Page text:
Once upon a time, (thanks to movies like Gigli) Ben Affleck’s name didn’t garner many positive vibes. Then, along came The Town and Argo and just like that, ole’ Ben’s reputation for quality movie making was back to Good Will Hunting status. But reputations can only survive for so long before they have to be reinforced. And after the bad mojo created from Batman v Superman (most of it entirely not his fault), Mr. Affleck needed something to remind us that he is still one of the best filmmakers/actors.
Live By Night is the story of bootleggers in Florida during the time of American Prohibition. Affleck directs and stars as Joe Coughlin, the Boston born son of a Police chief (Brendan Gleeson) who is an outlaw by day. When his affair with an Irish mobster (Robert Glenister)’s girlfriend (Sienna Miller) lands him in hot water, Coughlin moves to Tampa, Florida with his partner (Chris Messina) to begin work bootlegging for the Italian mob. There, he meets his wife (Zoe Saldana), battles the Ku Klux Klan, and attempts to keep a Sheriff(Chris Cooper)’s preaching daughter (Elle Fanning) from ruining his organization’s plan to build the state’s first casino.
As you might be able to tell from the synopsis, the movie is filled with subplots. Clearly Affleck had ambition, but his film never seems to reach a consensus about what story it actually wants to tell or what point it wants to make. None of the subplots are uninteresting, but because things jump around so much and so often, it all feels like one big long mess that would’ve probably been better suited for an HBO mini-series.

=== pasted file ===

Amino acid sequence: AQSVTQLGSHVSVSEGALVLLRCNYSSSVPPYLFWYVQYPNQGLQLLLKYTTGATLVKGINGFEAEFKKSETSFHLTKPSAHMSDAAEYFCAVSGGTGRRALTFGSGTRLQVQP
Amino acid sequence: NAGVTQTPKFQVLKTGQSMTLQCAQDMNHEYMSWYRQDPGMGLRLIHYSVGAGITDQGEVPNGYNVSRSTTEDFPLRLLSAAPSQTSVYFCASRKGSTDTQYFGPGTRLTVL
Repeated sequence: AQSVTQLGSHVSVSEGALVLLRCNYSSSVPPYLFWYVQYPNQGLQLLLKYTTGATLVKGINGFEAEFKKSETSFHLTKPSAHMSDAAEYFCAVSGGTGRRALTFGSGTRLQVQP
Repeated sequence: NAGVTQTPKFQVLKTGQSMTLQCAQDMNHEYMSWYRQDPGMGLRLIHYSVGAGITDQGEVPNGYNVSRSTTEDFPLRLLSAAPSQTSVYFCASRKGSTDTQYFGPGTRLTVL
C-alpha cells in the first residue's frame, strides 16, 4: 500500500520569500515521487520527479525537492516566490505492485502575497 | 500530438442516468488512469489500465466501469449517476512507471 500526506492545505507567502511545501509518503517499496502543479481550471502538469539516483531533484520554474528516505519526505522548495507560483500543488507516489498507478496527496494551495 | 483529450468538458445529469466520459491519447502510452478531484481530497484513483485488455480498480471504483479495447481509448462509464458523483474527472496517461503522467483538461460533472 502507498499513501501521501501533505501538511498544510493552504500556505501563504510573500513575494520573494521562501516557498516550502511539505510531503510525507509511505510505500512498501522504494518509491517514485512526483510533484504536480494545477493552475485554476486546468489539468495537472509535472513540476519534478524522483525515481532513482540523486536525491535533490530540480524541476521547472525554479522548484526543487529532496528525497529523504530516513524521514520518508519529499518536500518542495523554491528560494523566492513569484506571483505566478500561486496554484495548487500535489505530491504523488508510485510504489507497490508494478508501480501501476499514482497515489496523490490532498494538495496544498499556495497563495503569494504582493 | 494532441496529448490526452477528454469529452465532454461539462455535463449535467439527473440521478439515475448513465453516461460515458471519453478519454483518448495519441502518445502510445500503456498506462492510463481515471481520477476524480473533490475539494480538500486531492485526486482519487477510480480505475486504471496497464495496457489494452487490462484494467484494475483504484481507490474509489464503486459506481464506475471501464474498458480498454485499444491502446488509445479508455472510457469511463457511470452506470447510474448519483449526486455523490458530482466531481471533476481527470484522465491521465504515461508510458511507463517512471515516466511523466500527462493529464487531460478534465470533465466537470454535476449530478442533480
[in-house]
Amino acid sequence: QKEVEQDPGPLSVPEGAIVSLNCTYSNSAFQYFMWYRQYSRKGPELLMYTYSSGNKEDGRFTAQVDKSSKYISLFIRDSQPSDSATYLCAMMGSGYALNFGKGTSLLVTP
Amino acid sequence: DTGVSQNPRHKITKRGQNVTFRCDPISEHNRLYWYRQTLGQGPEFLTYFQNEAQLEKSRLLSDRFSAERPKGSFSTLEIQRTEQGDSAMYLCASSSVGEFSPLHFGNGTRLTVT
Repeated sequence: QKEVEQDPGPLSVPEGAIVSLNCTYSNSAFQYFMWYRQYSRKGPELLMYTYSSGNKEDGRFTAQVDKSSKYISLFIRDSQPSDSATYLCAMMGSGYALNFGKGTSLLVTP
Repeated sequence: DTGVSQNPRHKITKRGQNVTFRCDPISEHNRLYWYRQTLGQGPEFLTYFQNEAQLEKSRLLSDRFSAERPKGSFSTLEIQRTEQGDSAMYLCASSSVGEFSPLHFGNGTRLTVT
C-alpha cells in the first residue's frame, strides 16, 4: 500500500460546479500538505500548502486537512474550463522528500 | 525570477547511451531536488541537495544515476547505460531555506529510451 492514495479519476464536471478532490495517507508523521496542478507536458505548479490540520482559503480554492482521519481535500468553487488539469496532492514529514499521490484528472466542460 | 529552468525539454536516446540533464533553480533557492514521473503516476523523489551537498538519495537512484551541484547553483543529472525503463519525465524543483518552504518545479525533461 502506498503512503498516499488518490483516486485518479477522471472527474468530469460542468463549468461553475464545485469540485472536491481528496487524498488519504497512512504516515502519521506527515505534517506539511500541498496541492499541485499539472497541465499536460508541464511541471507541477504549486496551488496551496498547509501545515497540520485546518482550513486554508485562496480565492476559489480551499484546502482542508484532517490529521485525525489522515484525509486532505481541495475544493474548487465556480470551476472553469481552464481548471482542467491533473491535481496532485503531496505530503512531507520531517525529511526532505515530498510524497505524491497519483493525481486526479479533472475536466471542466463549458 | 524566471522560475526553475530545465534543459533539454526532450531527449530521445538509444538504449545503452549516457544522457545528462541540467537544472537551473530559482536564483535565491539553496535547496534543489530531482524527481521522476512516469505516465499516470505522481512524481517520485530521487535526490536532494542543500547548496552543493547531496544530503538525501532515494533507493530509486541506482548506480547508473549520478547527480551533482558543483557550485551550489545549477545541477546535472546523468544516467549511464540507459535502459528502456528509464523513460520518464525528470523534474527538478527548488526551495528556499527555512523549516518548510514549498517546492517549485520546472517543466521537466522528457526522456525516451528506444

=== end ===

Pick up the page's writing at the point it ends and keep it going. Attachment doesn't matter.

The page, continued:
Thankfully, the film isn’t a bore. The gangster action is exciting whenever it hits, but those moments don’t come as often as you think or want. In fact, for much of the movie, it feels more like a romance and a film about the political workings of bootlegging more than a gangster film. The lulls in action or intrigue are made less unfavorable by a few welcomed moments of wit, charm and humor from Affleck and a solid supporting cast. But at no point is any of it enough to fully justify the film’s poor pacing and sheer lack of focus.
FINAL GRADE: C, Redbox it